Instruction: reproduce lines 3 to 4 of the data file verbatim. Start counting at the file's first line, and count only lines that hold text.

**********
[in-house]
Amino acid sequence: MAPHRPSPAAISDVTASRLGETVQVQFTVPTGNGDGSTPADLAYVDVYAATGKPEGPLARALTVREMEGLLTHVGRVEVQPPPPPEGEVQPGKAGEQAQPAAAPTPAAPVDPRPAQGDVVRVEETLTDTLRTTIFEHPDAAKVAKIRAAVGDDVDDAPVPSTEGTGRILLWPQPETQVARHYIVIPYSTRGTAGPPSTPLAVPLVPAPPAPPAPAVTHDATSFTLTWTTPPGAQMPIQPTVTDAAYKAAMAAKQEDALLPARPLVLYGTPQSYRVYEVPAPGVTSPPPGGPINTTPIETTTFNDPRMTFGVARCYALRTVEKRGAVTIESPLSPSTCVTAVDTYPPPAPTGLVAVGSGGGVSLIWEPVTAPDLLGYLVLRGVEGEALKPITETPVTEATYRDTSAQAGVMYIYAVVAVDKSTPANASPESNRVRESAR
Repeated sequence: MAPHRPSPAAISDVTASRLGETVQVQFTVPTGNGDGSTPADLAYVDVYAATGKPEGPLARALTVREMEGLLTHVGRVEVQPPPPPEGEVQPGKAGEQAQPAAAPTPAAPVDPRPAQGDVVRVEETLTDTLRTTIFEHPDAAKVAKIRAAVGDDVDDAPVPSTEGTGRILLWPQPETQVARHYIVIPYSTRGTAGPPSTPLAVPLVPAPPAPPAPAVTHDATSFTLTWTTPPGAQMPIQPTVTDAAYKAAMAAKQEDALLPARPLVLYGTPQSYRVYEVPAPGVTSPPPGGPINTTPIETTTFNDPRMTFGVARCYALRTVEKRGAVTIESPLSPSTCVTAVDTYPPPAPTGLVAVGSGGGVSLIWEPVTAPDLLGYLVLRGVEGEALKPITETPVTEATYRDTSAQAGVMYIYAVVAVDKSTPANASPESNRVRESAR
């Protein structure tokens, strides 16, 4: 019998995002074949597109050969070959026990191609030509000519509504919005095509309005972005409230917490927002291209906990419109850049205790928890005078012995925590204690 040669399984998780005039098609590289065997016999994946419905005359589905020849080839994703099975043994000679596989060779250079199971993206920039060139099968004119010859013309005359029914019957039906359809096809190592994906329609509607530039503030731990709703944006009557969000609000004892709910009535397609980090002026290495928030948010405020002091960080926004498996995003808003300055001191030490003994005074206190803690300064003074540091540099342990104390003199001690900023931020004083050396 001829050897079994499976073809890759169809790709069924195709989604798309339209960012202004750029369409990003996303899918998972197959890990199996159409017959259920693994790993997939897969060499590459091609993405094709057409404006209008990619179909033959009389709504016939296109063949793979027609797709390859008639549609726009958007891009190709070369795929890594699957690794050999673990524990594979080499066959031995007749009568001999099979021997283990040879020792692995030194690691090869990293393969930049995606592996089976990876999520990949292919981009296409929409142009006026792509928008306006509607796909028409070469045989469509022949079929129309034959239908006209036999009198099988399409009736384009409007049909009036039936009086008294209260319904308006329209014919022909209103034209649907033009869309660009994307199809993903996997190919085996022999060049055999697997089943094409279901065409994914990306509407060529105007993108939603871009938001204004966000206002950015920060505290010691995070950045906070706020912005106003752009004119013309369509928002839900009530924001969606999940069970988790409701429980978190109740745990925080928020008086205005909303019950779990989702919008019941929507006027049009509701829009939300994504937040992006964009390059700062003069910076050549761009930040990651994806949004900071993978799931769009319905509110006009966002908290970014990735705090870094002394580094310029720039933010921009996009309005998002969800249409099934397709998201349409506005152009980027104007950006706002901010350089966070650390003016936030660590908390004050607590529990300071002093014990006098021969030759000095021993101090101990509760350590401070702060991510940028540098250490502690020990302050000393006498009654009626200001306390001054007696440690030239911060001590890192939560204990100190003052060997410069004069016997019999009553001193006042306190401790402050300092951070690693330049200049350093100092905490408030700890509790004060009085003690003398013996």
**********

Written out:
Repeated sequence: MAPHRPSPAAISDVTASRLGETVQVQFTVPTGNGDGSTPADLAYVDVYAATGKPEGPLARALTVREMEGLLTHVGRVEVQPPPPPEGEVQPGKAGEQAQPAAAPTPAAPVDPRPAQGDVVRVEETLTDTLRTTIFEHPDAAKVAKIRAAVGDDVDDAPVPSTEGTGRILLWPQPETQVARHYIVIPYSTRGTAGPPSTPLAVPLVPAPPAPPAPAVTHDATSFTLTWTTPPGAQMPIQPTVTDAAYKAAMAAKQEDALLPARPLVLYGTPQSYRVYEVPAPGVTSPPPGGPINTTPIETTTFNDPRMTFGVARCYALRTVEKRGAVTIESPLSPSTCVTAVDTYPPPAPTGLVAVGSGGGVSLIWEPVTAPDLLGYLVLRGVEGEALKPITETPVTEATYRDTSAQAGVMYIYAVVAVDKSTPANASPESNRVRESAR
């Protein structure tokens, strides 16, 4: 019998995002074949597109050969070959026990191609030509000519509504919005095509309005972005409230917490927002291209906990419109850049205790928890005078012995925590204690 040669399984998780005039098609590289065997016999994946419905005359589905020849080839994703099975043994000679596989060779250079199971993206920039060139099968004119010859013309005359029914019957039906359809096809190592994906329609509607530039503030731990709703944006009557969000609000004892709910009535397609980090002026290495928030948010405020002091960080926004498996995003808003300055001191030490003994005074206190803690300064003074540091540099342990104390003199001690900023931020004083050396 001829050897079994499976073809890759169809790709069924195709989604798309339209960012202004750029369409990003996303899918998972197959890990199996159409017959259920693994790993997939897969060499590459091609993405094709057409404006209008990619179909033959009389709504016939296109063949793979027609797709390859008639549609726009958007891009190709070369795929890594699957690794050999673990524990594979080499066959031995007749009568001999099979021997283990040879020792692995030194690691090869990293393969930049995606592996089976990876999520990949292919981009296409929409142009006026792509928008306006509607796909028409070469045989469509022949079929129309034959239908006209036999009198099988399409009736384009409007049909009036039936009086008294209260319904308006329209014919022909209103034209649907033009869309660009994307199809993903996997190919085996022999060049055999697997089943094409279901065409994914990306509407060529105007993108939603871009938001204004966000206002950015920060505290010691995070950045906070706020912005106003752009004119013309369509928002839900009530924001969606999940069970988790409701429980978190109740745990925080928020008086205005909303019950779990989702919008019941929507006027049009509701829009939300994504937040992006964009390059700062003069910076050549761009930040990651994806949004900071993978799931769009319905509110006009966002908290970014990735705090870094002394580094310029720039933010921009996009309005998002969800249409099934397709998201349409506005152009980027104007950006706002901010350089966070650390003016936030660590908390004050607590529990300071002093014990006098021969030759000095021993101090101990509760350590401070702060991510940028540098250490502690020990302050000393006498009654009626200001306390001054007696440690030239911060001590890192939560204990100190003052060997410069004069016997019999009553001193006042306190401790402050300092951070690693330049200049350093100092905490408030700890509790004060009085003690003398013996």